Article

Political Sociology

Jeff Manza

in Sociology

ISBN: 9780199756384
Published online July 2011 | | DOI: http://dx.doi.org/10.1093/obo/9780199756384-0001
Political Sociology

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Political sociology is the study of power and the relationship between societies, states, and political conflict. It is a broad subfield that straddles political science and sociology, with “macro” and “micro” components. The macrofocus has centered on questions about nation-states, political institutions and their development, and the sources of social and political change (especially those involving large-scale social movements and other forms of collective action). Here, researchers have asked “big” questions about how and why political institutions take the form that they do, and how and when they undergo significant change. The micro orientation, by contrast, examines how social identities and groups influence individual political behavior, such as voting, attitudes, and political participation. While both the macro- and micro-areas of political sociology overlap with political science, the distinctive focus of political sociologists is less on the internal workings or mechanics of the political system and more on the underlying social forces that shape the political system. Political sociology can trace its origins to the writings of Alexis de Tocqueville, Karl Marx, Emile Durkheim, and Max Weber, among others, but it only emerged as a separate subfield within sociology after World War II. Many of the landmark works of the 1950s and 1960s centered on microquestions about the impact of class, religion, race/ethnicity, or education on individual and group-based political behavior. Beginning in the 1970s, political sociologists increasingly turned toward macrotopics, such as understanding the sources and consequences of revolutions, the role of political institutions in shaping political outcomes, and large-scale comparative-historical studies of state development. Today both micro- and macroscholarship can be found in political sociology.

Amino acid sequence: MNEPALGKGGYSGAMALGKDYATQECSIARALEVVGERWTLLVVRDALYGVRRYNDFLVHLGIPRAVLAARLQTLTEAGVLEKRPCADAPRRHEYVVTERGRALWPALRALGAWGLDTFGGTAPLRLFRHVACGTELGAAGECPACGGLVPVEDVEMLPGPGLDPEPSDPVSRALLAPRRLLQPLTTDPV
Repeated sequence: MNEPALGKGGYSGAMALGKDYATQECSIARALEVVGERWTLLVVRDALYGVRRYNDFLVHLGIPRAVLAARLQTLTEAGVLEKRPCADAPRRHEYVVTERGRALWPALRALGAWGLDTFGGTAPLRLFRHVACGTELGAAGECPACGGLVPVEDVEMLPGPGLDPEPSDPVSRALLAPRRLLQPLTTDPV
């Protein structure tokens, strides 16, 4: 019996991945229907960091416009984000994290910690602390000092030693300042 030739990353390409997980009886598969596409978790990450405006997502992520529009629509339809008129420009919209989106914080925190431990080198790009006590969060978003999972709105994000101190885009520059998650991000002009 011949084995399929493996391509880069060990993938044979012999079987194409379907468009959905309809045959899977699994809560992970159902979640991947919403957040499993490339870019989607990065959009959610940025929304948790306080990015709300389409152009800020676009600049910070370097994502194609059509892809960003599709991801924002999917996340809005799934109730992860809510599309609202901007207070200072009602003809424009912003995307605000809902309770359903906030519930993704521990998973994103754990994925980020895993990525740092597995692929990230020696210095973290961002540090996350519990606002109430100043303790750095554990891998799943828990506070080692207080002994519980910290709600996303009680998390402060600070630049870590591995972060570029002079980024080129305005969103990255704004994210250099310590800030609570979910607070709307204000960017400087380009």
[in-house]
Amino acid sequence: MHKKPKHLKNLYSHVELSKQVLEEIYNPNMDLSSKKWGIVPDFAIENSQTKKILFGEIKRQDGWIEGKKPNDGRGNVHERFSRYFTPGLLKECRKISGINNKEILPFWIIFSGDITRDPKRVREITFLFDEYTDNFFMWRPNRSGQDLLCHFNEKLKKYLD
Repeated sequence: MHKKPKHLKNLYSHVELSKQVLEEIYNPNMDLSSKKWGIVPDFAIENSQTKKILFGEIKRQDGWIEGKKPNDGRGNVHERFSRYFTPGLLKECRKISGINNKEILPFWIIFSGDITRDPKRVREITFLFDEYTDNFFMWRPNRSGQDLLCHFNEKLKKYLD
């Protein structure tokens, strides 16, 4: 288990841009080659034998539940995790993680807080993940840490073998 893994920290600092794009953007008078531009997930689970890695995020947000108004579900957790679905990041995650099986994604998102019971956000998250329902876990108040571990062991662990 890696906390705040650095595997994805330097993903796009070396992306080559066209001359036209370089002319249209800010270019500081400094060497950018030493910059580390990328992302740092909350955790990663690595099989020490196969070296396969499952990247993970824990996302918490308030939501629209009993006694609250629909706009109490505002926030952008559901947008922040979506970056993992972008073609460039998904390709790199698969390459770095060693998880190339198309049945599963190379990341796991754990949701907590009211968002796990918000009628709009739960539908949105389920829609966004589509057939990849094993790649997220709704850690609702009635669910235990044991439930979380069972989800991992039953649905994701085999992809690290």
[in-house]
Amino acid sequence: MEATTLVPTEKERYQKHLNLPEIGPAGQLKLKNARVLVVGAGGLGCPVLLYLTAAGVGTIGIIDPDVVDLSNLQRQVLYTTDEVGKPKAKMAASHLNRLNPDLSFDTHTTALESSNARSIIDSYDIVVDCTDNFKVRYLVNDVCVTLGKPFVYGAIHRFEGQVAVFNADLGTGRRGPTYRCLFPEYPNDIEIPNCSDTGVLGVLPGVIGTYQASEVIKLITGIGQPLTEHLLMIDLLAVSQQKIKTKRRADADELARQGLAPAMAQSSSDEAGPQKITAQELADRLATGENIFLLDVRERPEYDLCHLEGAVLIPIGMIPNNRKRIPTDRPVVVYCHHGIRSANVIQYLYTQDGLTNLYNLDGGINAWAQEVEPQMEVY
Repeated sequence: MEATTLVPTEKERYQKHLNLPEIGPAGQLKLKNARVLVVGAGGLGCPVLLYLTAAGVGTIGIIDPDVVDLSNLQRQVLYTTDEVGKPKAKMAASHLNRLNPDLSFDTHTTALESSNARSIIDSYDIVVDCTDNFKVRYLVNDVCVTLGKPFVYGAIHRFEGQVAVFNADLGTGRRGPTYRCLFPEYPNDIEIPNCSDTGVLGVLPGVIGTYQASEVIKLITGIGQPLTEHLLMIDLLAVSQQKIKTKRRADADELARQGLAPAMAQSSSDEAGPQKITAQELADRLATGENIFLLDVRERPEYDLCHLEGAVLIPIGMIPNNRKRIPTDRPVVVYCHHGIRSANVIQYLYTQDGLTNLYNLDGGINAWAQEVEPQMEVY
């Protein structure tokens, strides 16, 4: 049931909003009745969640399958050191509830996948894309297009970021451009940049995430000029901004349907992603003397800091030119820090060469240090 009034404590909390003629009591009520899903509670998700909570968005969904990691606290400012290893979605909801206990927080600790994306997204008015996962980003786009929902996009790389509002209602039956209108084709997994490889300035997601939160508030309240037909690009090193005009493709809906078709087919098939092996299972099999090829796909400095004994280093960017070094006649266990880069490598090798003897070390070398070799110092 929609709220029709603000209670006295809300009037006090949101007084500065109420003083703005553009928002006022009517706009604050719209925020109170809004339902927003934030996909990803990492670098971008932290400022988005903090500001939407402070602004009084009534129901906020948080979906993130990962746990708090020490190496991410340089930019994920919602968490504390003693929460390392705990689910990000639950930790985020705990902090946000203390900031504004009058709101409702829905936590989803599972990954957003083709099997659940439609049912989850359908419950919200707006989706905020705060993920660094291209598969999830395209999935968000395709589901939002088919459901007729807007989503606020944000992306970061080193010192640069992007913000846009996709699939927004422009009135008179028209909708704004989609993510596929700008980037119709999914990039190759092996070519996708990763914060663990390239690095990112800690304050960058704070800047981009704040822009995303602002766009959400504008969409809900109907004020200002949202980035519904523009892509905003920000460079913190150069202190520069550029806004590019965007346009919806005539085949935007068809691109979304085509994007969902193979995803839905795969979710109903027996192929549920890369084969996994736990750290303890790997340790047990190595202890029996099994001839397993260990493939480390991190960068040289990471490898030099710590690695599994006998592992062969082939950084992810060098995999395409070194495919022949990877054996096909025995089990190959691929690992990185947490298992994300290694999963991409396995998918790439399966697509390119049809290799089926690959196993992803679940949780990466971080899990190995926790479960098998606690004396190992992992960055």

Article.  13270 words. 

Subjects: Sociology ; Comparative and Historical Sociology ; Economic Sociology ; Gender and Sexuality ; Health, Illness, and Medicine ; Population and Demography ; Race and Ethnicity ; Social Movements and Social Change ; Social Stratification, Inequality, and Mobility ; Social Theory

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